What Is a Power of Attorney?

What Is a Power of Attorney?A power of attorney is a legal device that can be used to satisfy a number of different underlying objectives. If you create a power of attorney, you are called the grantor of the device in legal parlance. In the document, you name an agent or attorney-in-fact. This agent would be empowered to act on your behalf in a legally binding manner.

Limited vs. General

There are limited powers of attorney and general powers of attorney. You could use a limited power of attorney to grant someone the power to act on your behalf in a limited manner.

For example, let’s say that you were going to be conducting business in Asia for a month. You could create a limited power of attorney that granted a business associate the ability to sign certain documents on your behalf while you are gone. This would be the extent of the power granted, and it could terminate upon your return from Asia.

With a general power of attorney, you would be giving the agent the power to act on your behalf in a comprehensive, sweeping manner. To a large extent, the agent would be able to do anything that you could do on your own behalf.

Durable Powers of Attorney

We specialize in estate planning. In our area of the law, durable powers of attorney are utilized to account for latter life incapacity.

A durable power of attorney would remain in effect even if the grantor of the device was to become incapacitated. When you create an incapacity plan, you could include a durable financial power of attorney to name a financial decision-maker. You could add a durable power of attorney for health care to empower someone of your own choosing to make medical decisions on your behalf in the event of your incapacitation.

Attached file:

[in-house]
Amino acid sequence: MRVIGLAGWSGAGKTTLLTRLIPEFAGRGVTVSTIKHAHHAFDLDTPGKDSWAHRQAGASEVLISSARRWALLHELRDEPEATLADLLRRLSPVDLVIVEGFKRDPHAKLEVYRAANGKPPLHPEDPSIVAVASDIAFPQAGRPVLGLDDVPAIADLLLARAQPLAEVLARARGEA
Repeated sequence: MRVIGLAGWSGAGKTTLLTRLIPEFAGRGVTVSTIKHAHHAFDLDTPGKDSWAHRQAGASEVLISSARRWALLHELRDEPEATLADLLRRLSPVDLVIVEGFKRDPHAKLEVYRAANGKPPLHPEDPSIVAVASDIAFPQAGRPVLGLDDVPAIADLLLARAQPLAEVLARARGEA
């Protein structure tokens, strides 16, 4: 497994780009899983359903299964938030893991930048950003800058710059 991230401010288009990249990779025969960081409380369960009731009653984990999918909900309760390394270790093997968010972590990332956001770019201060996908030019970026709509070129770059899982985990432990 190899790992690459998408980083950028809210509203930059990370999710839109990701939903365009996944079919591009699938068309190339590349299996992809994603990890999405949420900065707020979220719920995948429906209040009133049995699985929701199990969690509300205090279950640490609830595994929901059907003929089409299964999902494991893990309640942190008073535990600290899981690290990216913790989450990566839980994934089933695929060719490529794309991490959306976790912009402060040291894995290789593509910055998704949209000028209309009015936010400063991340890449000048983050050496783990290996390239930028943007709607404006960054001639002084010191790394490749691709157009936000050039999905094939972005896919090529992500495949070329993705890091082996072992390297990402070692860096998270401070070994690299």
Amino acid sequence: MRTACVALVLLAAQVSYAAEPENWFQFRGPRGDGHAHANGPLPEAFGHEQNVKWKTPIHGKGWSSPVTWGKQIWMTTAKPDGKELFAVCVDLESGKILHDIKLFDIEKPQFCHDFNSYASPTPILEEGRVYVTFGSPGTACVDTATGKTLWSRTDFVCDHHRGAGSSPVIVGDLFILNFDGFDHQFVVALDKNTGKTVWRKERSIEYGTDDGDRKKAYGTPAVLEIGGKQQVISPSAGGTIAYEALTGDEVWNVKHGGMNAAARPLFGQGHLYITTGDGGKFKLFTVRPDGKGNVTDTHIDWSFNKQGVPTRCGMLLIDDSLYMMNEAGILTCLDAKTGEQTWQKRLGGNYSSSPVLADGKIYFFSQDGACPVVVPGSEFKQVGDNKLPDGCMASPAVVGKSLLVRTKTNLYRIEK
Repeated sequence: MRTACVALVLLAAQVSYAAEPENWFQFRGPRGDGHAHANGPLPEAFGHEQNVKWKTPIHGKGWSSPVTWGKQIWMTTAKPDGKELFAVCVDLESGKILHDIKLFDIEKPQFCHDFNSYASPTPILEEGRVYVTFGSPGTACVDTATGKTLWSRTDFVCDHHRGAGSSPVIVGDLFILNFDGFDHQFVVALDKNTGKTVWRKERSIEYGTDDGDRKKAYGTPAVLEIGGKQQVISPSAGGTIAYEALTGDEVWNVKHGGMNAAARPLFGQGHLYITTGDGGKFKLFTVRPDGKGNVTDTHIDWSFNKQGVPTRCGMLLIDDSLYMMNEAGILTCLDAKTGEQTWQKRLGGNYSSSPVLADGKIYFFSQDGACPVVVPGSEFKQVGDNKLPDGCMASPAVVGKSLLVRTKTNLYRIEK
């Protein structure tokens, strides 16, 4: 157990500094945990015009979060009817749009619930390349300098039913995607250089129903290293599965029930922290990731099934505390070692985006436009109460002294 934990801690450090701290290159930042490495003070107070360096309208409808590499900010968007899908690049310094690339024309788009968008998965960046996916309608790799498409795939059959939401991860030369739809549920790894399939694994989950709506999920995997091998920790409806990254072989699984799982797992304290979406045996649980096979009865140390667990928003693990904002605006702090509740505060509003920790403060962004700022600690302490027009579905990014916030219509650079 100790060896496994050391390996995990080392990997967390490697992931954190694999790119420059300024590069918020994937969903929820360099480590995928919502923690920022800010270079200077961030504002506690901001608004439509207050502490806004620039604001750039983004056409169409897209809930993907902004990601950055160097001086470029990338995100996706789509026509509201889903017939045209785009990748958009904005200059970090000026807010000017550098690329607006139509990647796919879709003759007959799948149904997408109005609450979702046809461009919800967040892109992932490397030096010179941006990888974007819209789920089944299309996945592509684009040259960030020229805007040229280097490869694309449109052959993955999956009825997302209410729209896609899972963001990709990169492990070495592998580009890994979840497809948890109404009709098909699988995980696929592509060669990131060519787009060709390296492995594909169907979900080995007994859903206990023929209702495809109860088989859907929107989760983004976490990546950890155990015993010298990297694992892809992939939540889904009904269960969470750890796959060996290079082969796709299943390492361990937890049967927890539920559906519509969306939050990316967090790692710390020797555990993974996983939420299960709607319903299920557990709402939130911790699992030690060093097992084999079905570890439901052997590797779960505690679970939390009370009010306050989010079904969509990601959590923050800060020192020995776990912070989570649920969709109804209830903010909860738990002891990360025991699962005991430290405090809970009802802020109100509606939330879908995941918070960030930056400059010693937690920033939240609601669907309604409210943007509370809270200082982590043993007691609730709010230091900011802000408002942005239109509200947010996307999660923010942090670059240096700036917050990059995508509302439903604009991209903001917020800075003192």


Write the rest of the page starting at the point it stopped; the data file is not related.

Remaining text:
It is important to understand the fact that many elders become unable to communicate sound decisions on their own at some point in time. Clearly, this is not a very pleasant possibility to consider, but it is a fact of life. A difficult situation can be all the worse if you make no plans to prepare for it in advance.

The state could ultimately appoint someone to make decisions for you if you do nothing to prepare for possible incapacity. When you are properly prepared, hand-picked decision-makers of your own choosing will be standing at the ready to act for you, and there would be no need for a court appointed guardian.

Action Is Required

If you are going through life without an incapacity plan, action is required. Our firm offers a free consultation after you attend one of our estate planning seminars. You can call us at (239) 225-7911 or click here to register for an upcoming seminar.



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We specialize in estate planning, incapacity planning, business planning, trust administration, and probate.

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